In human and mouse lung and colorectal cancer, Kwart and He et al. identified functionally distinct tumor monocyte populations: newly recruited (CD88-Sca-1-), immunosuppressive (CD88+Sca-1-), and immunostimulatory (CD88+Sca-1+). The latter expressed genes for type-I IFN response and antigen presentation; this signature was enriched in CSCC ICB responders. Blood monocytes rapidly adopted these phenotypes in tumors, and stimulatory monocyte polarization required tumor-secreted IFNα/β and cGAS-STING activity. Overexpressing cGAS in LLC tumors increased IFN production, stimulatory monocyte polarization, and ICB efficacy.
Contributed by Alex Najibi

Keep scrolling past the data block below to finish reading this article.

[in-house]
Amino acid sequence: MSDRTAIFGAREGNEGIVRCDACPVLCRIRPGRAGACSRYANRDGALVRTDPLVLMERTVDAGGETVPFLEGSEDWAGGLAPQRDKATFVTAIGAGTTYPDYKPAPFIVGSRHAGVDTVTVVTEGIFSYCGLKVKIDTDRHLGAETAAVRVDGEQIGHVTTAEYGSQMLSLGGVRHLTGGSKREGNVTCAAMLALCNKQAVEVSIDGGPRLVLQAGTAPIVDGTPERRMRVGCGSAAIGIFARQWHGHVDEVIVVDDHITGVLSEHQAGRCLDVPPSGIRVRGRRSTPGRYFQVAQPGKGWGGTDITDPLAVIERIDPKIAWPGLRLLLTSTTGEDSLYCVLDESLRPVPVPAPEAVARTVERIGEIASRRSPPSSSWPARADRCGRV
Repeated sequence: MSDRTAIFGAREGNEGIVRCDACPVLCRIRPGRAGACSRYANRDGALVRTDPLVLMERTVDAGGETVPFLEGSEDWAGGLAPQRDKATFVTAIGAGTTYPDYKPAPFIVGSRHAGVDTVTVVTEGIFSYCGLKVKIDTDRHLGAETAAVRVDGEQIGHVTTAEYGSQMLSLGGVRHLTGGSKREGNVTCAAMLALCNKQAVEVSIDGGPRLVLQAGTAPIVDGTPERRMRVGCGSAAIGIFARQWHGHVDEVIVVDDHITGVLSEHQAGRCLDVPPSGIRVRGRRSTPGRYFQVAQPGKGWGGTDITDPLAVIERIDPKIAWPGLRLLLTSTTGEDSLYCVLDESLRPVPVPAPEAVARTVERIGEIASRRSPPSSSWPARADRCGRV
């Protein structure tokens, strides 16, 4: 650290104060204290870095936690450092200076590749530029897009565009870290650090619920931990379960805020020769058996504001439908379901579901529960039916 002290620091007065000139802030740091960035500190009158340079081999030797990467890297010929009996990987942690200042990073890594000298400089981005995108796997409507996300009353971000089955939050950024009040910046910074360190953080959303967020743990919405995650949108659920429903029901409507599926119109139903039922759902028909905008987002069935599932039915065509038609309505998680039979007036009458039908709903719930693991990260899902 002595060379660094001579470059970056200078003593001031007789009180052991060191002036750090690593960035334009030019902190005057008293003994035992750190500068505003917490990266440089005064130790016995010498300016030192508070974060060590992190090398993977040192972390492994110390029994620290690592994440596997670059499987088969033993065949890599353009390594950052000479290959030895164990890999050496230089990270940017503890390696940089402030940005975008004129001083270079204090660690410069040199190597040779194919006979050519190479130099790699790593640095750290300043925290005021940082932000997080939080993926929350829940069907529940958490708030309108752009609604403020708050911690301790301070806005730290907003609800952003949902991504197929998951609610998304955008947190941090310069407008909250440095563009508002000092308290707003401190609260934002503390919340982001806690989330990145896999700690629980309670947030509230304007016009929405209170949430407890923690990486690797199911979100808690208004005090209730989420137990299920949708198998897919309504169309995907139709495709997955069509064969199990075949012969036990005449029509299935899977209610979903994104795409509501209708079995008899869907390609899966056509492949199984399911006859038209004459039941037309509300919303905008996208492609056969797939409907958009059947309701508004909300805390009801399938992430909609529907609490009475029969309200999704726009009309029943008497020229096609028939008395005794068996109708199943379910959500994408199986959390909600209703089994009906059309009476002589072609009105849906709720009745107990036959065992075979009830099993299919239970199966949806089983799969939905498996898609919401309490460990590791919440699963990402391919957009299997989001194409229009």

ABSTRACT: Monocytes are highly plastic immune cells that modulate antitumor immunity. Therefore, identifying factors that regulate tumor monocyte functions is critical for developing effective immunotherapies. Here, we determine that endogenous cancer cell-derived type I interferons (IFNs) control monocyte functional polarization. Guided by single-cell transcriptomic profiling of human and mouse tumors, we devise a strategy to distinguish and separate immunostimulatory from immunosuppressive tumor monocytes by surface CD88 and Sca-1 expression. Leveraging this approach, we show that cGAS-STING-regulated cancer cell-derived IFNs polarize immunostimulatory monocytes associated with anti-PD-1 immunotherapy response in mice. We also demonstrate that immunosuppressive monocytes convert into immunostimulatory monocytes upon cancer cell-intrinsic cGAS-STING activation. Consistently, we find that human cancer cells can produce type I IFNs that polarize monocytes, and our immunostimulatory monocyte gene signature is enriched in patient tumors that respond to anti-PD-1 immunotherapy. Our work exposes a role for cancer cell-derived IFNs in licensing monocyte functions that influence immunotherapy outcomes.